As people, we aren’t often told how to heal ourselves or resolve past suffering. Most of the time, we are told to isolate ourselves from those who have hurt us, hate those we have differences with, and run towards relationships void of conflict, which are inherently unavoidable. Forgiveness is something we don’t often speak about. When we get close to people and share our experiences of trauma and pain, friends console you with a common understanding and disdain for the person/thing that brought you pain. This unhealthy way of processing past hurt can impact the way we grow and mature, even into adulthood.
Through forgiveness, we learn compassion and understanding, but most importantly how to let go of negative emotions. Negativity in one area of our lives can fester like a sore and trickle into various facets of our daily life. Negativity can impact the way we view the world, treat our loved ones, or cultivate future relationships. Shouldering the onus of this pessimism can make you skeptical of new interactions, hesitant to new blessings, and cynical to even an inkling of positivity. I myself have struggled with these issues in the past, but I find solace in the level of growth that forgiveness has provided me in moving forward.
As a kid, I harbored a lot of anger and resentment towards my father. Growing up without a father present in my life, I was envious of other kids who had their fathers around. The opportunity to have disagreements with their dads, have someone to look up to, etc. made me feel perpetually excluded in social settings. Other children would often criticize their dads and speak ill of them; detailing to me the issues they had with their fathers and reiterating how I was better off because of my father’s absence. While I would shrug it off at the time, I believe the yearning for that relationship was emptier than anything they’ve ever felt.
Early on, my behavior issues began with misplaced aggression towards male figures in authority. The absence of a father figure and the anger as a result of that manifested itself in more poisonous ways as a teenager. At the time, my mentally constructed ideal of masculinity/manhood was skewed, which often led me down the wrong path. Hanging in the wrong crowd, drinking, and fighting seemed to be the perfect outline for manhood at the time. Rather than chasing what I wanted to be, I found myself chasing the images of a man as told to us through media, music, and the male role models I had encountered thus far in my life. Unlike normal adolescent rebellion, a part of me was acting out as a cry for help. In these situations, rather than pushing these male figures simply to antagonize them, I was looking for someone that would take the time out to understand me. Holding on to this hurt never allowed me to heal as a child and so as I grew, so did it.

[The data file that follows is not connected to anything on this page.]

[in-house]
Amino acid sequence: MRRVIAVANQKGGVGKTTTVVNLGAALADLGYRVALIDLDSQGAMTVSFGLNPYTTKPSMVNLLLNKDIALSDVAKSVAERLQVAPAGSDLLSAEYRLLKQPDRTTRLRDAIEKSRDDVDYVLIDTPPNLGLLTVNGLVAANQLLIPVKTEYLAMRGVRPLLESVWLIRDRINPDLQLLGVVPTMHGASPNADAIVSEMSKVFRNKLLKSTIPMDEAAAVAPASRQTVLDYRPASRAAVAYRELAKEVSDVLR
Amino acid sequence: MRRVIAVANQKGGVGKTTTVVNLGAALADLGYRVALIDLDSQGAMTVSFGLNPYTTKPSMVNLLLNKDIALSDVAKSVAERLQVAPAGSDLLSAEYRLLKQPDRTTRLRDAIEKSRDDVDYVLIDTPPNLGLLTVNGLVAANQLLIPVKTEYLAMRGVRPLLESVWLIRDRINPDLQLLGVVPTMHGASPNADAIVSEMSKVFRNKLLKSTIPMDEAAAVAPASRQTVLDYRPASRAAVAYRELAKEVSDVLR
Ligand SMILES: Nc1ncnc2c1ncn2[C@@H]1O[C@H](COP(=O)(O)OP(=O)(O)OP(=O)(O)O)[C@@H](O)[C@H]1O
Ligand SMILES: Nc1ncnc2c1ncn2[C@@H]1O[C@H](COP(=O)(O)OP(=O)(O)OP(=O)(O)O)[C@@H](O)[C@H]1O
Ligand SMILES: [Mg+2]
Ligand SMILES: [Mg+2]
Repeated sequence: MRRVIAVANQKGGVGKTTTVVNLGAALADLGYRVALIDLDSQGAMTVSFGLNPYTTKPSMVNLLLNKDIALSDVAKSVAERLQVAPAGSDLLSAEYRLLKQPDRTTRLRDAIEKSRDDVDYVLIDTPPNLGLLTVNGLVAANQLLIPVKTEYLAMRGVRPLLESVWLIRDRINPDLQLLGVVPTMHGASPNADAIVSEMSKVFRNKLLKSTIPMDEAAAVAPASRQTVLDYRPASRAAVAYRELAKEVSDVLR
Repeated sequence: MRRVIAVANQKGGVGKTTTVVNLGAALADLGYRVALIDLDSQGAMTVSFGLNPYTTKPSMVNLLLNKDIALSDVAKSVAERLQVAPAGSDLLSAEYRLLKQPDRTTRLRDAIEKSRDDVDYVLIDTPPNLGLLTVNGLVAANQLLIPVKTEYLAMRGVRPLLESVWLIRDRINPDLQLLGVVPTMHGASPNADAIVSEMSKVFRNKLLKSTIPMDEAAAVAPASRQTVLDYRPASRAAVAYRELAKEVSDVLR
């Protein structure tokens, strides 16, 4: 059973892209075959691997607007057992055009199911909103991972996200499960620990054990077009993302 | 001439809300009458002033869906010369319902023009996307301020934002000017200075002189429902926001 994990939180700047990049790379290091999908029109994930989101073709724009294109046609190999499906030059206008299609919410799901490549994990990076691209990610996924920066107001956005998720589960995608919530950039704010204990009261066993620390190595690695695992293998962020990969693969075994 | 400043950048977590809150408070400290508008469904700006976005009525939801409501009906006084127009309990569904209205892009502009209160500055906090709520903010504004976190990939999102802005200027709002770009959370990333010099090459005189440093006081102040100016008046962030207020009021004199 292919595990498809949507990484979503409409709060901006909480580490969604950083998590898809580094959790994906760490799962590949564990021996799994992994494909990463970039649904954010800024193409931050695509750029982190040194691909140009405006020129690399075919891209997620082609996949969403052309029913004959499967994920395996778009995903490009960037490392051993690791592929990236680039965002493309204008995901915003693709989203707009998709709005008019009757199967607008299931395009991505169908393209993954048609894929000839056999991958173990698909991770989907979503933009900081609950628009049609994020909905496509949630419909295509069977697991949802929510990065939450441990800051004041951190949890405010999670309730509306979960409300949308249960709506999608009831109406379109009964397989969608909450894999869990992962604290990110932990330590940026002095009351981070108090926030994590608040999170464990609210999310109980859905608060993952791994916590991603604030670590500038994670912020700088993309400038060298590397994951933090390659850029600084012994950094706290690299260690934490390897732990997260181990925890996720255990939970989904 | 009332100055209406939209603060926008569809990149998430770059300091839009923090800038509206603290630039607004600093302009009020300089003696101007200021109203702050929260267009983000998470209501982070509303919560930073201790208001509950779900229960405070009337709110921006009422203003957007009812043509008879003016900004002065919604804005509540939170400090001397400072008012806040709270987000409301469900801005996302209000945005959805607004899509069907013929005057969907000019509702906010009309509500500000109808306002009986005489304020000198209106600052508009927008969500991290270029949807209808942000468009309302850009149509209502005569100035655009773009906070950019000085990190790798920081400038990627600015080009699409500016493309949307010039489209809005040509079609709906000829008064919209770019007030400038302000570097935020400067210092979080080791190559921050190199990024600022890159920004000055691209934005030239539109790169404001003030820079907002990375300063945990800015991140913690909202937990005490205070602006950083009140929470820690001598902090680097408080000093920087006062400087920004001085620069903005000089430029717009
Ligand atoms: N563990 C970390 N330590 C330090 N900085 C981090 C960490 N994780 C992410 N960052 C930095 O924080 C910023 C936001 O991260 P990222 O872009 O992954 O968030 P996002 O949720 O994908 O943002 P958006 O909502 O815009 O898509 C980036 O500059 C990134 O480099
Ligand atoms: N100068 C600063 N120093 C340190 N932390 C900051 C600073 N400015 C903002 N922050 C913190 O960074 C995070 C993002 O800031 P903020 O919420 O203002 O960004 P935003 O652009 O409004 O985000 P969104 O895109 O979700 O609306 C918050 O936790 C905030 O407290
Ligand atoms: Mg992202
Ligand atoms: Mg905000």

University is where I noticed that my pain had been holding me back. I was allowing my past cynicism get in the way of professional/academic relationships. I would often find myself skeptical of the help or admiration of male professors and gravitated more towards other faculty. I found myself in various classes with male-led instructors, intellectually challenging them not out of differences, but out of pride. Towards the middle of my college career, I had a professor who believed in one on one engagement in an effort to better understand students. In our one on one, we discussed the differences and some similarities in our lives. He went on to tell me that he would have never imagined his professional life to end the way it did. He spoke of the mental rut he was in, how it held him back and how in order to grow a piece of him had to be left in the past, which led me to my own realization.
All my life I had felt a boundless absence in my life put there by my father that I was constantly trying to fill. I found myself seeking male role models in order to feel whole, but realized instead of looking for one, I should be focused on creating one. The male role model that we need does not have to be the one that we see on television nor does it need to be someone in our house; if we want that change, we can be that. I recognized that it was best to let the hurt my father caused go and live a life not in spite of my father, but embracing who I had become without him. It was his loss to not be a part of the man I have become, but with him I may not have been who I am today. Had he been present, I may have never been able to have the great relationship I do with my mother, I may never have met the friends I have now, but most importantly I never would’ve had this epiphany.
Since those days, I don’t think I am fully healed, but I have learned to lead with love for those who have wronged me and not hold on to resentment. I have allowed myself to be free of this burden I carried for years and have had some bountiful friendships, mentorships, and personal connections with people whom I would have been closed off to before. I have allowed the strength of forgiving to heal me where I am weak and this has been one of the best decisions I have made towards my personal growth. This anger I held on to for a majority of my life would have only held me back personally and professionally, which would not be ideal for my development as a man, a friend, and one day a father. Without proper healing and forgiveness, we cannot truly love or begin to grow until we let go of what has hurt us. Forgiveness is no easy feat, but with it, we can grow in unimaginable ways.